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Chamber
SONGS AND ECHOES OF HOME IN AIZURI QUARTET CONCERT
by Abby Wasserman
Sunday, March 08, 2020
From the first richly layered harmonies of Dvořák’s Cypresses, the Aizuri Quartet held the March 8th audience at Mt. Tamalpais Methodist Church in thrall. The church was more than half full, a good crowd considering present anxiety about the spread of the coronavirus. Taking precautions, the M...
Choral and Vocal
COLORFUL BORN BACH AT AGAVE BAROQUE'S SCHROEDER HALL CONCERT
by Sonia Morse Tubridy
Friday, February 28, 2020
Bach’s obituary records that “Johann Sebastian Bach belongs to a family that seems to have received a love and aptitude for music as a gift of Nature to all its members in common.” Agave Baroque presented their Feb. 28 concert, Born Bach, as a partial musical story of several generations in this rem...
Chamber
ECLECTIC VIOLIN AND PIANO WORKS IN VIRTUOSIC MILL VALLEY RECITAL
by Abby Wasserman
Sunday, February 23, 2020
Blending virtuosity with sublime artistry, violinist Alexander Sitkovetsky and pianist Wu Qian gave the Mill Valley Chamber Music Society audience many thrills February 23, performing four muscular and soulful works by four composers from four countries: de Falla, Schumann, Stravinsky, and Grieg. T...
Chamber
PREMIER OF KAIZEN AND DRAMATIC MOZART HIGHLIGHT ECHO CHAMBER CONCERT
by Abby Wasserman
Sunday, February 16, 2020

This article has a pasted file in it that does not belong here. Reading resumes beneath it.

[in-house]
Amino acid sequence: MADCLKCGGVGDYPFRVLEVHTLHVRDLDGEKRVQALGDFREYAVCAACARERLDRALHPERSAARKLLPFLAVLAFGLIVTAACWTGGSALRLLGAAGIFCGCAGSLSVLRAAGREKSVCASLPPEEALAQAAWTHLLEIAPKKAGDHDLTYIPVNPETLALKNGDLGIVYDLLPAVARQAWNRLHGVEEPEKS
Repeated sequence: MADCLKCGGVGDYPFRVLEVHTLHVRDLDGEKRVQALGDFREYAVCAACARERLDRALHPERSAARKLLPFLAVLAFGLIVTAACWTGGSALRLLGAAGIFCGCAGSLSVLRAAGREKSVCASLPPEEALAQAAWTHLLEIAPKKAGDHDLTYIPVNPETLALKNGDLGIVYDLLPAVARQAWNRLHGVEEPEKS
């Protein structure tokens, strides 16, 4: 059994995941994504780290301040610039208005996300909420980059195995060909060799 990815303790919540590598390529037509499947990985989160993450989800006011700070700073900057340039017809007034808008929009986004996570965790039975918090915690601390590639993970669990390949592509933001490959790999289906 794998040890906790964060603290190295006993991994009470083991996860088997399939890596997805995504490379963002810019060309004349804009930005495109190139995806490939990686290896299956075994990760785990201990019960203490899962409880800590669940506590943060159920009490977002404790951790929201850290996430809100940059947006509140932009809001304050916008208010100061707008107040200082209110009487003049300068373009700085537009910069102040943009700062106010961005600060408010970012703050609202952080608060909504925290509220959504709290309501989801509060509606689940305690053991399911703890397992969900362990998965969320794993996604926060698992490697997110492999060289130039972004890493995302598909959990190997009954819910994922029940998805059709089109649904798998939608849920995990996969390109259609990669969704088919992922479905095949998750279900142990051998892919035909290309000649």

As concertgoers took their seats in San Anselmo’s First Presbyterian Church for ECHO Chamber Orchestra’s February 16 program, they were surprised to see at center stage two bass drums, a tom-tom, bongos, high hat and cymbals. It was the occasion of the world premiere of "Kaizen," composed and perf...
Chamber
BEETHOVEN'S VALENTINE'S DAY GIFT IN RAC SEBASTOPOL RECITAL
by Terry McNeill
Friday, February 14, 2020
Continuing a season of Redwood Arts Council successes, the Kouzov Duo performed an eclectic Valentine’s Day concert in Sebastopol’s Community Church before an audience of 125. Beethoven’s charming Op. 66 Variations on Mozart’s “Ein Mädchen oder Weibchen” from the opera the Magic Flute was a bouncy ...
LUSH BACH PERFORMANCE IN DENK'S WEILL HALL RECITAL
by Terry McNeill
Thursday, February 13, 2020
Memorable artistic interpretations of musical masterpieces are often at extremes, and with the Bach’s Well-Tempered Clavier (WTC - Book I) that Jeremy Denk played in Weill Hall Feb. 13, the pianist was only sporadically at unique or ebullient musical ends. But his playing wasn’t exactly at opposite...
BROWNE, PAREMSKI HEAD STELLAR CAST AT SANTA ROSA SYMPHONY CONCERT
by Steve Osborn
Sunday, February 09, 2020
The Feb. 9 performance by the Santa Rosa Symphony offered a healthy dose of 21st century music firmly bound to the 19th. Matt Browne’s first symphony, “The Course of Empire”—based on a series of five paintings by Thomas Cole, who founded the Hudson River School of American painting in the 1820s—emp...